Dear loyal readers welcome to this week’s video pitfall post! Today we continue our mission of shedding doubts on whether the aspect of things in your video is actually trustworthy. Last week, we showed the “stretching effect” that is often introduced by various aspect ratio issues. Today, we’re dealing with optical distortion.
Issue: Can you trust the shape of objects in a video?
Imagine you’re looking for a missing person. You ask the family for a recent picture, and they tell you, “Look, we have a video from our home camera. It shows her just before she gets out for the last time”. Hey, that could be useful, perhaps she still wears the same clothes and that would help the search. “Okay, we’ll take that video!”, you say. And here it is:
Of course, one would be tempted to just “crop, magnify and annotate”, to get something like this and promptly send it out to the media:
And that would probably be just fine for the sake of clothes, BUT, did you notice that walls and all lines, in general, are bent quite a bit in this image?
That suggests that the girl’s body is also distorted, so she may be appearing thinner than she actually is, and her face narrower than it actually is! Not the best image to send out, if you want people to help find her – what’s going on?
Explanation: Lenses are made to bend light!
In all imaging systems, from expensive DSLR devices to the cheapest CCTV camera, there is a lens (or a system of lenses) whose job is to fit light coming from the world into a tiny grid of pixels (the camera sensor). Lenses are indeed used to bend light since ancient times, well before photography was invented.
There are entire books about the optical properties of lenses. In a nutshell: depending on the lens design and quality, you may get several kinds of optical distortions in your image. The common trait of optical distortion, which makes it different than perspective distortion (for which we’ll have a dedicated blog post) is that straight lines become curved in the final image, just like we saw in the pictures above. The two main kinds of optical distortion you may encounter are:
- barrel distortion: straight lines are curved outwards from the center, in a shape of a barrel;
- pincushion distortion: straight lines are curved towards the center of the image.
As usual, they’re well illustrated with a picture.
Barrel distortion is normally caused by wide-angle lenses, which are the typical choice for CCTV systems. By using wide-angle or fisheye lenses you can fit a very wide view into the image sensor, so your camera will capture more of the surrounding events. As you can clearly see in the picture at the beginning of this blog post, the camera is able to capture almost the entire room in front of it, with a viewing angle close to 180°. It’s impressive, it’s useful, but it’s also distorted.
Pincushion distortion is instead typical of zoom lenses, especially low-end ones.
From the grid picture above you may also notice that in both types of distortion the effect becomes stronger as you move away from the center of the image. That is a consequence of the fact that the lens is less curved at the center and more towards the outer part, resulting in an increasing amount of distortion.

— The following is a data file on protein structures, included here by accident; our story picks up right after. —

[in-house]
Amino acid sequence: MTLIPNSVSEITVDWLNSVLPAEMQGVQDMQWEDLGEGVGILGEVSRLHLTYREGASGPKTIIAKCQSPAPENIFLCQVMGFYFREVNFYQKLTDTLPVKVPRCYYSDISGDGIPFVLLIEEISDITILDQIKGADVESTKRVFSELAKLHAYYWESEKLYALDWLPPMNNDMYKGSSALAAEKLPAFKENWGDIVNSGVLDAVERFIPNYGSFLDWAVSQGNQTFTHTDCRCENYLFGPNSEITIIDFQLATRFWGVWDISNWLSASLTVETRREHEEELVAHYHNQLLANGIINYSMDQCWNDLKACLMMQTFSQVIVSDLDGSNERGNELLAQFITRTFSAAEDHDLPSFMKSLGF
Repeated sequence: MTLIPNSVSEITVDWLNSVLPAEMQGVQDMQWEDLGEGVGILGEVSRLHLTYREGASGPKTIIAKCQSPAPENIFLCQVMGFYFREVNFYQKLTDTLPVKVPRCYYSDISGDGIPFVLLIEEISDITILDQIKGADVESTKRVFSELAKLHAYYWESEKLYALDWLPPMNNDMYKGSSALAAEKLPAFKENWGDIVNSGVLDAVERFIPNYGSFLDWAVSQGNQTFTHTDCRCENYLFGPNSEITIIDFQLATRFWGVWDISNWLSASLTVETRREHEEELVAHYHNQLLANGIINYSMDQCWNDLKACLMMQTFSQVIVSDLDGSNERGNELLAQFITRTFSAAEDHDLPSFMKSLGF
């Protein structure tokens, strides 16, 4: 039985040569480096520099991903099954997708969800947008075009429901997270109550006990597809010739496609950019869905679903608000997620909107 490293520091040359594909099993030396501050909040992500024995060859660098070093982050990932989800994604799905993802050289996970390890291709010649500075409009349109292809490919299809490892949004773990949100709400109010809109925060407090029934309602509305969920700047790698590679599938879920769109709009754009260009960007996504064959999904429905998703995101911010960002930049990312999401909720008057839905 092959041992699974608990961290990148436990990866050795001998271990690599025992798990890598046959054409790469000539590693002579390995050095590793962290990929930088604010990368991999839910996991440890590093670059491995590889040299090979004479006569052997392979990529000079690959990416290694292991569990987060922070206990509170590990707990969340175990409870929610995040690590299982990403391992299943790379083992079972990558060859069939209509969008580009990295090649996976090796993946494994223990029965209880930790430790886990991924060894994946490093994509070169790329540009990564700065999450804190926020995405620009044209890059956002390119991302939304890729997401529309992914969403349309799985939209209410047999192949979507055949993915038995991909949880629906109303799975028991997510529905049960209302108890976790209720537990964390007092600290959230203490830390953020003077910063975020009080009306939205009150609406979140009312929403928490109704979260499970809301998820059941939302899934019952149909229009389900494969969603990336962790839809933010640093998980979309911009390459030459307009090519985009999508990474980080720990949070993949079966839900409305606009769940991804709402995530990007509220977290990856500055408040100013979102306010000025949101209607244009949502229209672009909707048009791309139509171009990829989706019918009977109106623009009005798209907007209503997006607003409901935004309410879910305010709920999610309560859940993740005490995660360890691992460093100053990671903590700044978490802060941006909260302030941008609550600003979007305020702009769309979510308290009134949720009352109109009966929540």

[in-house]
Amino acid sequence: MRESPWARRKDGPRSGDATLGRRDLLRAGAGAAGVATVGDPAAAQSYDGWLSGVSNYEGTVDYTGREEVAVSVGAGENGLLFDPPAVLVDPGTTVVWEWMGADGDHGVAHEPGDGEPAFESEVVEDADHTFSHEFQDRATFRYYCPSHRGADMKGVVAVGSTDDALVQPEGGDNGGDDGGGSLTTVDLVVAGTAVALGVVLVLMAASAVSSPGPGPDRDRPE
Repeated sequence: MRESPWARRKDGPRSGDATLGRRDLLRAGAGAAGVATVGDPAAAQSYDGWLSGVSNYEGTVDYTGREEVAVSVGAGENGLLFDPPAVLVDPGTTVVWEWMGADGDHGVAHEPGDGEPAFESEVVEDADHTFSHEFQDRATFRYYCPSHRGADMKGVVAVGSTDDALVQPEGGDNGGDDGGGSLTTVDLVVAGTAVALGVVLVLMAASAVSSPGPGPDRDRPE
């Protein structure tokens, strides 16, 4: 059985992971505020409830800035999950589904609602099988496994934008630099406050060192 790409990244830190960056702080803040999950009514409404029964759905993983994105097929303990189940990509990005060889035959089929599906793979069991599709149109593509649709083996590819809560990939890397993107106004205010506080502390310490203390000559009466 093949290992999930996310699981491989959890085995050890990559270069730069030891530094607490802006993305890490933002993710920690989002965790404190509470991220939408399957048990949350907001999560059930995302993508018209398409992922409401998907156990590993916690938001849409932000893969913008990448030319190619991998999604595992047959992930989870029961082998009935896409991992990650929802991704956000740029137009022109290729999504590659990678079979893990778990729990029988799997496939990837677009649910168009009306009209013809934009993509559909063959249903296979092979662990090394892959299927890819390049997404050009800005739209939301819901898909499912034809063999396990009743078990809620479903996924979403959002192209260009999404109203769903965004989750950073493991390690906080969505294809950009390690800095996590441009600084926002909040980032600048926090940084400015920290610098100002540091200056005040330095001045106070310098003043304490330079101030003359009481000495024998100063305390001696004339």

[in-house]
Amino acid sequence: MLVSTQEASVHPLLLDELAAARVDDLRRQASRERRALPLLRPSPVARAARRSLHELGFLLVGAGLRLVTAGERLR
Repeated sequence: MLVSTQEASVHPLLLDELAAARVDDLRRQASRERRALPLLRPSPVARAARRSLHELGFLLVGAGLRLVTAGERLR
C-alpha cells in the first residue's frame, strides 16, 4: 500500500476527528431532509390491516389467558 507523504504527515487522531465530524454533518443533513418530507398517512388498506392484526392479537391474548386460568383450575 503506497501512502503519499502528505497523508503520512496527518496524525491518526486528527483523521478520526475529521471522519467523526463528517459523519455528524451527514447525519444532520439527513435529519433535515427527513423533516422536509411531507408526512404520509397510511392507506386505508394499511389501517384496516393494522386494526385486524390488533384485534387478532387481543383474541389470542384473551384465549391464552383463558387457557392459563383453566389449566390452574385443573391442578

Solution: Fix if you can, work around otherwise.
Optical distortion is something that can be corrected quite effectively since there exist accurate mathematical models for the problem. If you are an Amped FIVE user, you have two restoration filters to compensate for optical distortions: Undistort and Correct Fisheye. Which one should you use?
Well, if you know that the camera mounts a fisheye lens, you are better served by the Correct Fisheye, while the Undistort uses a more general mathematical model. In our example above, we see that the video comes from a Canary camera, which indeed mounts a fisheye lens. With the Correct Fisheye tool, you can indicate to the software three “curved” lines in the image, and then choose one among the Mapping Functions (if you don’t know this lens parameter, just try all of them and pick the one providing the best visual correction), and it’s all done:
Notice that the ability to automatically compute correction parameters by selecting curved lines makes the process much more objective, which is certainly good for forensic and investigative workflows.
We could have used Undistort as well, but as you can see below, the correction would have been less optimal in this case:
If you don’t have Amped FIVE or some software that can fix distortion at hand, there’s still something you can do: check whether the subject appears closer to the center of the image in another frame. This way, the impact of optical distortion would be less marked.
Before we say goodbye, one important comment: filters that correct distortion typically assume the optical center to be in the pixel center of the image. That means: never crop the image before compensating for the distortion, as this would make the optical and pixel centers of the image diverge (unless you make a perfectly central crop) and lead to wrong results!